Presbyterians of the Past

Review, Laura Ingalls Wilder-Pioneer Girl, Pamela Smith Hill

Laura Ingalls Wilder, Pioneer Girl: The Annotated Autobiography, Laura Ingalls Wilder, edited by Pamela Smith Hill, Pierre: South Dakota Historical Society Press, 2014, cloth, 400 pages.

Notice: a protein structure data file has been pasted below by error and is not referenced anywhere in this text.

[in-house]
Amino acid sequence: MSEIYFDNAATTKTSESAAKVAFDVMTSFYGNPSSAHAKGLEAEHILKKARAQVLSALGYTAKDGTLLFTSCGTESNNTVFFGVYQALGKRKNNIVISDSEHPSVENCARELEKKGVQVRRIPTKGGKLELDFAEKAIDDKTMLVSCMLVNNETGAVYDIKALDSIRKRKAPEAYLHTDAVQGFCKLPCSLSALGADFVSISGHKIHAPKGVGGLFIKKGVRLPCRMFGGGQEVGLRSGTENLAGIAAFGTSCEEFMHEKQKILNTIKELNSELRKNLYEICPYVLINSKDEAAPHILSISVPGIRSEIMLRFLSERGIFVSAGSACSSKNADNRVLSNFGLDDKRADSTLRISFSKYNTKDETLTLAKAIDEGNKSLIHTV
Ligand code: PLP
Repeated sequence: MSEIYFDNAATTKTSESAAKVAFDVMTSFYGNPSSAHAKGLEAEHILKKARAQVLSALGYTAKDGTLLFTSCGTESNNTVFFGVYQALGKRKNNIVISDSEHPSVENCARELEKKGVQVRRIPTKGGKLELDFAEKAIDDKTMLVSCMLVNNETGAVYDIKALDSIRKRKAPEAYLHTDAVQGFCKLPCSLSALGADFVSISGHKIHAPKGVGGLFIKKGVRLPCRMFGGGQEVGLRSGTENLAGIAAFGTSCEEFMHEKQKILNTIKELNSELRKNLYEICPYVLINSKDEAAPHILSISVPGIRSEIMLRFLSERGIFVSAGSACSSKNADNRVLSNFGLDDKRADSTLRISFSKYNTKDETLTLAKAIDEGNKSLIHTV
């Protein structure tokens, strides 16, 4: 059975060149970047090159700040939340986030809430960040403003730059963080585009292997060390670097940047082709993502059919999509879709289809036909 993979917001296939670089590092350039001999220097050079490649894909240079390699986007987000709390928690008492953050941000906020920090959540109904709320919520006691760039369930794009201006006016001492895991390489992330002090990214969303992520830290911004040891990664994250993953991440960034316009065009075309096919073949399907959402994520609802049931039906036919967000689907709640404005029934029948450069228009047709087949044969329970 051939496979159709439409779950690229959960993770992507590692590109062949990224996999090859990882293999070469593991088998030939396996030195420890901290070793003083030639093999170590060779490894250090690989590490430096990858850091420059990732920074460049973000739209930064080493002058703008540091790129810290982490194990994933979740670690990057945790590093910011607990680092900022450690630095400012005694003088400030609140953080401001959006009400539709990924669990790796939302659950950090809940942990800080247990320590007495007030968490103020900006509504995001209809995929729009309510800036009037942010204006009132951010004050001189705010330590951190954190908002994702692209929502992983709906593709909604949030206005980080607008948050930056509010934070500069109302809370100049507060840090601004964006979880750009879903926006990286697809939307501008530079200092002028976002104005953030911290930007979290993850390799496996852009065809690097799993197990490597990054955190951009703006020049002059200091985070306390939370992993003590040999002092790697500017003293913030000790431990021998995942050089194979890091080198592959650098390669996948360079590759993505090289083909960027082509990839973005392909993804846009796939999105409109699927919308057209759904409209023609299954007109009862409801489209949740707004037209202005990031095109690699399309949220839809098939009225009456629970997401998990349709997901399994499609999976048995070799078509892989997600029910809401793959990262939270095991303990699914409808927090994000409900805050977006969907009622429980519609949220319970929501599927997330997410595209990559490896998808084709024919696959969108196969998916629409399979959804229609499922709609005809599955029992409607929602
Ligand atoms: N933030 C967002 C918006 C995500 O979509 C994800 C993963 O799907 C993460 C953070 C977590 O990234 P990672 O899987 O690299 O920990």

Immediately upon hearing the words, “pioneer girl,” many growing up in the last eighty years would think about either Laura Ingalls Wilder and her stories, or The Little House on the Prairie television series. Multitudes have read the young adult novels and even more have viewed Melissa Gilbert with her TV family living on the prairie in Walnut Grove, Minnesota from 1870-1880. Wilder’s initial manuscript was an autobiography she wrote at sixty-three years of age, first, for her family, and secondly, for publication. In 1930, after encouragement from her daughter Rose, the manuscript was submitted to several publishers but rejected because the editors believed the autobiography was unmarketable, so it was archived.  But now through the patient editorial work of Pamela Smith, Pioneer Girl is available for readers to understand the life behind the stories.